Tribute: Sound Sultan & the Rest of Us – Dami Ajayi
Lanre Abdulganiu Fasasi, also known as Naija Ninja, but best known as Sound Sultan died aged 44 last month after a brief illness with a kind of blood cancer.
He has since been buried in accordance with his Islamic faith and for those with a predilection for such, there are video clips on the internet detailing his funeral rites in at Muslim cemetery in New Jersey.
There was a decent throng of sympathizers and well wishers intent on recording the private burial of such a public figure.
Sometime in May, news about Sound Sultan’s illness began to make the rounds. It was rumoured that he had been diagnosed with throat cancer. Sultan himself took to his Instagram page, not only to refute the news, but to insist that he would tell his own story when the time was right.
Sadly, that illness denied him a chance to set things right. The overwhelming response to his death by fans, well-wishers and industry colleagues assures us that we lost someone important. Sultan was that self-effacing man, known for his humility and humour, who took his work as a musician seriously and also maintained boundaries to his private life.
His death has had a good number of music journalists revising the single story of the ascent of Afrobeats circa the turn of the millennium. The dominant narrative is that the music began in the echo chambers of Ray Power/AIT studios, midwifed by the veteran duo of Kenny Ogungbe and Dayo Adeneye, who used their influence as entertainment journalists to set up a record label, Kennis Music.
Their first big act was the boy band, The Remedies, comprising the trio of Eedris Abdulkareem, Tony Tetuila and Eddy Montana. And the first acknowledged Afrobeats sound of what would be rewarded with the Grammys in 2021 was the Nelson Brown produced ‘Sakomo.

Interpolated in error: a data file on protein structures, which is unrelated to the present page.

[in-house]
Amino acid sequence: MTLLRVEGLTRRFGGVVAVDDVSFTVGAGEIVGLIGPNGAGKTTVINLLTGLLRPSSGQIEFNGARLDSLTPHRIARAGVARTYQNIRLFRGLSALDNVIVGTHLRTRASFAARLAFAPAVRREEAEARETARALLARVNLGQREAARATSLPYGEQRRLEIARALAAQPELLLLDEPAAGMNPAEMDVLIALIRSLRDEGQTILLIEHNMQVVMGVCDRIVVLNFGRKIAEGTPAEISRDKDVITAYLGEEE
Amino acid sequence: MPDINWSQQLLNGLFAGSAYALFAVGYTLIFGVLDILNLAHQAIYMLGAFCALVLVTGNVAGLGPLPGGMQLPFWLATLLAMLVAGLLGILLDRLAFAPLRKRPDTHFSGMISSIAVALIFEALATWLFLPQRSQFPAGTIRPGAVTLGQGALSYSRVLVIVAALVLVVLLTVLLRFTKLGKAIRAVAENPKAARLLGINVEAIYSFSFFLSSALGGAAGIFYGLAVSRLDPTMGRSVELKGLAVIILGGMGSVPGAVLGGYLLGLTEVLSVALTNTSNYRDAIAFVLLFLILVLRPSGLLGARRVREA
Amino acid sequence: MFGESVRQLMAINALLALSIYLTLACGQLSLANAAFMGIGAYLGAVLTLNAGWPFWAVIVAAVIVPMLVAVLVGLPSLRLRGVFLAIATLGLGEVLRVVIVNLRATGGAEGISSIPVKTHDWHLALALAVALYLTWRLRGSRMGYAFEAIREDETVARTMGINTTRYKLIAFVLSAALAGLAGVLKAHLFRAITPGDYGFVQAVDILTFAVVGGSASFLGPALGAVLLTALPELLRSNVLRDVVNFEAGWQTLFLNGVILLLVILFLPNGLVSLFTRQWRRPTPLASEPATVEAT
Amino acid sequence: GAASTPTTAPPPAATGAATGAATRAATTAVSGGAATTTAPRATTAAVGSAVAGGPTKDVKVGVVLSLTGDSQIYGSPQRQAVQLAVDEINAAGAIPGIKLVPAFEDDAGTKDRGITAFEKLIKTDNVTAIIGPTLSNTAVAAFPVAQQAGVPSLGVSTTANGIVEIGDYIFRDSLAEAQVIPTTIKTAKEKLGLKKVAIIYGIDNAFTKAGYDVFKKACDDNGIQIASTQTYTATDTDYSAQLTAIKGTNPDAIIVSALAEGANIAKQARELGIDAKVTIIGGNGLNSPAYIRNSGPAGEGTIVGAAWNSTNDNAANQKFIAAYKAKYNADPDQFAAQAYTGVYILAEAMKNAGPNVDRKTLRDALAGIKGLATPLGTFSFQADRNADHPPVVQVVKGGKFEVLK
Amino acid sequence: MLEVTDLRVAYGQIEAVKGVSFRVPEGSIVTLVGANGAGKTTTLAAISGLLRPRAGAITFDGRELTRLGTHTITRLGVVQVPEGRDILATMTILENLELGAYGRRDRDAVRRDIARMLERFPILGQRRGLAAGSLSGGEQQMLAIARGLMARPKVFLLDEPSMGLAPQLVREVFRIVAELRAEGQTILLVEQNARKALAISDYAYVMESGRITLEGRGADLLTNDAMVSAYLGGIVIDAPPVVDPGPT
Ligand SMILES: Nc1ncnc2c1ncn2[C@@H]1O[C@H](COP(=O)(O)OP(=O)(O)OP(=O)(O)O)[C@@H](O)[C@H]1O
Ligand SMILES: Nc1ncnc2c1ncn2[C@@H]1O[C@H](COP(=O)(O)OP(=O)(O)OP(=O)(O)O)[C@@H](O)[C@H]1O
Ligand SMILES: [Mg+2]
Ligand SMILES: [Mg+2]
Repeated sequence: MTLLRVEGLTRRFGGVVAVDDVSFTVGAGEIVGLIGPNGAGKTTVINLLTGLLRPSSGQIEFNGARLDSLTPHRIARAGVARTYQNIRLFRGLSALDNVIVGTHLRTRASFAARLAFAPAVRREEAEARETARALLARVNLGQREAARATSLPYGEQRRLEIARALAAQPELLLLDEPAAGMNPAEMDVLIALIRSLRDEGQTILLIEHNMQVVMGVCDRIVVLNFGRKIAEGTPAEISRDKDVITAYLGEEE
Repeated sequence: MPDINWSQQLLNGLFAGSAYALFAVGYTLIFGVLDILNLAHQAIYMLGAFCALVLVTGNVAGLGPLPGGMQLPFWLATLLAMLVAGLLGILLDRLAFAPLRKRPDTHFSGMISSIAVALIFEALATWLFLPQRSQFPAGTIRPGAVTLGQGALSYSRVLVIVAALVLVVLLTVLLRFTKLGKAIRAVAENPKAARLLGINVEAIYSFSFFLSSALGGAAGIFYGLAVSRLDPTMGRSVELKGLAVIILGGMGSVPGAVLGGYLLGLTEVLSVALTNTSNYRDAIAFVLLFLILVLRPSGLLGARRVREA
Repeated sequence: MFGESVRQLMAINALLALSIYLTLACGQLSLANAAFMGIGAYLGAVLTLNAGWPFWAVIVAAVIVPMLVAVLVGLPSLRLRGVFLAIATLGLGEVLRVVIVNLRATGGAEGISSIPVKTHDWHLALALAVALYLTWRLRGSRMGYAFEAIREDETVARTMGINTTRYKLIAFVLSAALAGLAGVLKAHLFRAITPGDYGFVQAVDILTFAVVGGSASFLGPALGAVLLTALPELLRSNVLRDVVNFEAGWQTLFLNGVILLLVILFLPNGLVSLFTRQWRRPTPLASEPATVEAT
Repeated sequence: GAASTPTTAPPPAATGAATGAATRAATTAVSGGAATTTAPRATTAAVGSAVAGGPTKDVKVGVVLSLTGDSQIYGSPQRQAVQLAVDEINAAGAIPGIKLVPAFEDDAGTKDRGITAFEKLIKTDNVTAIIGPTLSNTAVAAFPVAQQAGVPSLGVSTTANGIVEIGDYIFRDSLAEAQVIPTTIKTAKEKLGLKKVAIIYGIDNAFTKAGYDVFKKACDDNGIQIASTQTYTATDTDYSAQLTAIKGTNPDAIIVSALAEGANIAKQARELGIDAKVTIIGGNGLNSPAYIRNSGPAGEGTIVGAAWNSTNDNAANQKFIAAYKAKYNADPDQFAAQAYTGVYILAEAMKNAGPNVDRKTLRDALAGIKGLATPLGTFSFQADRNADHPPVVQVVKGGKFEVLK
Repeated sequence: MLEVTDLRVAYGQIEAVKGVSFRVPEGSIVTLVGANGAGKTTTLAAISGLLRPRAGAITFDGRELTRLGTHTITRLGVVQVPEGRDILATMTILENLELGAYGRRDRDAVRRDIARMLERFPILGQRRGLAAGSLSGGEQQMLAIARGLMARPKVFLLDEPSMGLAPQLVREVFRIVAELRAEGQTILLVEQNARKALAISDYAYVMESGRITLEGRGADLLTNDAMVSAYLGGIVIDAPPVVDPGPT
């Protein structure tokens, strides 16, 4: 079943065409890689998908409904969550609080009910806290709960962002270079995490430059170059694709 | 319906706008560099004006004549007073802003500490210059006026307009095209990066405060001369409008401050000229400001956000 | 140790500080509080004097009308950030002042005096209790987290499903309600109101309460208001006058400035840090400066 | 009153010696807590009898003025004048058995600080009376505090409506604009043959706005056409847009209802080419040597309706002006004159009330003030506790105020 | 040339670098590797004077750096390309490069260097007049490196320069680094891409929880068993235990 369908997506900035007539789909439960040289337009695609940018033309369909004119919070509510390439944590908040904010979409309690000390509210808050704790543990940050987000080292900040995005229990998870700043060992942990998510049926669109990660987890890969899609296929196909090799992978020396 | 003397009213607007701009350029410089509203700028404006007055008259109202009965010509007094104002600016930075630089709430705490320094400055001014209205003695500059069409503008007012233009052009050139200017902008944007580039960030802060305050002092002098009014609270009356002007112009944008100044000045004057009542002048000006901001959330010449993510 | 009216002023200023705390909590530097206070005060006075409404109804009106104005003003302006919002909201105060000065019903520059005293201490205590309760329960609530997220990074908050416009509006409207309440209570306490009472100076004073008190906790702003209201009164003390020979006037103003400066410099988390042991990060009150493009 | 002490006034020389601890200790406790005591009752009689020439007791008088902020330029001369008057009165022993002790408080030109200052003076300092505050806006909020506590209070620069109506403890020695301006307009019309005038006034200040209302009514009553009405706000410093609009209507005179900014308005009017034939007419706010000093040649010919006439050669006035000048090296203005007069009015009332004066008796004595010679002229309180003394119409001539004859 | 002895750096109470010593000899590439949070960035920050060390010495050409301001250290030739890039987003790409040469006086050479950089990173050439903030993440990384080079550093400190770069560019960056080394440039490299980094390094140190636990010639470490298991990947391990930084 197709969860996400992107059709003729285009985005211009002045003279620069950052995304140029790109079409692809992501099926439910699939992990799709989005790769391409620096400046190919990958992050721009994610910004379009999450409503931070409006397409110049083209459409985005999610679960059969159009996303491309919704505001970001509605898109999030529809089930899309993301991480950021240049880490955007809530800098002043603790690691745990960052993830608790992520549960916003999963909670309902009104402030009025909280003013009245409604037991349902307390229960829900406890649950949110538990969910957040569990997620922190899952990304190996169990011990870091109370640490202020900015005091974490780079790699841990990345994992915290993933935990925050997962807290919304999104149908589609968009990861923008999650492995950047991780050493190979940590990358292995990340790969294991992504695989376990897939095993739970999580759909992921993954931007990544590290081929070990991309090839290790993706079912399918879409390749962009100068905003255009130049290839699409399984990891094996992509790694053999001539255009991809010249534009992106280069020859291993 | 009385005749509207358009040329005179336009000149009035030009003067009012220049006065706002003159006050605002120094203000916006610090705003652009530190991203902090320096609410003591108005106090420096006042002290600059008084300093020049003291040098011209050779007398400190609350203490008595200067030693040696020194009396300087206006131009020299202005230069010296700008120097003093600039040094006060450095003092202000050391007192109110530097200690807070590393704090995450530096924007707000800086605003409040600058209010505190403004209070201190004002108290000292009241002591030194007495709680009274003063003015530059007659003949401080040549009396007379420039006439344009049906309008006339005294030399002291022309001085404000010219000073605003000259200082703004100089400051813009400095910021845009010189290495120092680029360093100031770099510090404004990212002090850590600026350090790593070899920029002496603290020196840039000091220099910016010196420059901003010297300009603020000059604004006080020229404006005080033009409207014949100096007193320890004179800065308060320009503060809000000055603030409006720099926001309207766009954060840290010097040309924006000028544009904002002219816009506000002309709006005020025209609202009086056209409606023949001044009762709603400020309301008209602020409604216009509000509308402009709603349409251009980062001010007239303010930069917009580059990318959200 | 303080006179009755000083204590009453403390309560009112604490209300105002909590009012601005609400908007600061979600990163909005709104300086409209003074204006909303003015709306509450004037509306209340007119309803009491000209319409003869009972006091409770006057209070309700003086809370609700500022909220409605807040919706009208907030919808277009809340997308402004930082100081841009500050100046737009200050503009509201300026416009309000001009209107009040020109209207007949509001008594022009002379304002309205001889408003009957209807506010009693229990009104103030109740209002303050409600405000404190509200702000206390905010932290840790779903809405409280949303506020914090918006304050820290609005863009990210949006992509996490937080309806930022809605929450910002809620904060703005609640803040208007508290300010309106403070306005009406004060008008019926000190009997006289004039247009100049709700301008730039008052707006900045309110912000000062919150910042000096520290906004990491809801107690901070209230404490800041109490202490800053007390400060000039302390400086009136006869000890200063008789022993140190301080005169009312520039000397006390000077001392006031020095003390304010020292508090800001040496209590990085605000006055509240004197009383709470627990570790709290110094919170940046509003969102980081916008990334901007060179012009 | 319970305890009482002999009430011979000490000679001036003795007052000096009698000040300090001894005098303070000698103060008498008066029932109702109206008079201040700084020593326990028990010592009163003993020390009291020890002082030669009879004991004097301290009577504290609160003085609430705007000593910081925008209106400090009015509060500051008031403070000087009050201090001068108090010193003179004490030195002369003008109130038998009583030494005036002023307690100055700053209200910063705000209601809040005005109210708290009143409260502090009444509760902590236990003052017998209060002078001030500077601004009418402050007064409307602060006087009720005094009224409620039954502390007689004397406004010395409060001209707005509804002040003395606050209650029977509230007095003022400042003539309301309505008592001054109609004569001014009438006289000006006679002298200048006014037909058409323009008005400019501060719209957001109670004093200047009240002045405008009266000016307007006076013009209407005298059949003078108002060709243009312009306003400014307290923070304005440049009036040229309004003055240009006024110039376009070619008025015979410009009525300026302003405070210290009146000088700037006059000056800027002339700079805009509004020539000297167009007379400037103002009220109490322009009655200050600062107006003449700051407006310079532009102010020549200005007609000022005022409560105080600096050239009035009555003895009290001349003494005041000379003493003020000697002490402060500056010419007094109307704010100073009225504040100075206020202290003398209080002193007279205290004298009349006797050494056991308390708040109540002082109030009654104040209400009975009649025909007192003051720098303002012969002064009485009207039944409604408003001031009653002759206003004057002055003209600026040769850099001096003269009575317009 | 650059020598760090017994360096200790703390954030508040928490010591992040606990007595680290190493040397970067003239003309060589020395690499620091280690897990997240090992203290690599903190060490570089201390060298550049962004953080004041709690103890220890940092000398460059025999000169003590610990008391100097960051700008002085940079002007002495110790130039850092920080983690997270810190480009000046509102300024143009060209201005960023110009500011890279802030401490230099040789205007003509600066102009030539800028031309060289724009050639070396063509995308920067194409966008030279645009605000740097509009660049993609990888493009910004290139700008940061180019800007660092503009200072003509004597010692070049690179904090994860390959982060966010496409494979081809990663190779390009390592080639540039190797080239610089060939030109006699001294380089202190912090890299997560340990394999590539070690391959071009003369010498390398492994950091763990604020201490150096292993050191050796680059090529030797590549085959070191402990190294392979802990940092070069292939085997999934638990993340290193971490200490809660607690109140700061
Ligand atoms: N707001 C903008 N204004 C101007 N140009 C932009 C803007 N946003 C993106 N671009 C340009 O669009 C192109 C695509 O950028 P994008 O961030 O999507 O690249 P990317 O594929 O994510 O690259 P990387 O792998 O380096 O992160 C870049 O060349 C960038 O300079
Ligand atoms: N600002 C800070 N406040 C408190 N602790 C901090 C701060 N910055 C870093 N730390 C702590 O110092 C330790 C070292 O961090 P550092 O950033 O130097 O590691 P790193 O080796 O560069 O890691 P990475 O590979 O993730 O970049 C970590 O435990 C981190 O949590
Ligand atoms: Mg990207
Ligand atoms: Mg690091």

Montana’s sickly sweet ad-libs layered over the beat of MC Lyte’s ‘Keep on Keeping on’, which, incidentally, was also a sample of Micheal Jackson’s ‘Liberian Girl’.
The problem with this kind of single narrative is that it privileges a selected event over others.
How about a counter-narrative of Afrobeats beginning with Seyi Shodimu’s ‘Love me Jeje’, the duet with Sherifat Bello, with its grainy video and which has aged rather well.
Or should we refer to Dare Fasasi’s contribution to the soundtrack of Tunji Bamishigbin’s early Nollywood caper, Time Bomb.
Dare Fasasi aka Baba Dee, beyond courting a cult followership, in the early days of Afrobeats with his dancehall shtick would break out his younger brother, Lanre, who started out as his back-up singer.
Although Dare Fasasi studied Theatre Arts in the university, it would be Lanre Fasasi, the Geography and Urban Planning graduate of Lagos State University, who hacked the nascent industry and exhibited staying power.
Sound Sultan may be the last unicorn of theatre art practice. Those who are diversely talented as to be able to sing, dance and act. To this triad, he adds humour. His kind of humour came with ease. The man practically had no airs about him and easily gained the trust of his fans. This much I could say for those of us who watched him on AIT shows targeted at a younger audience.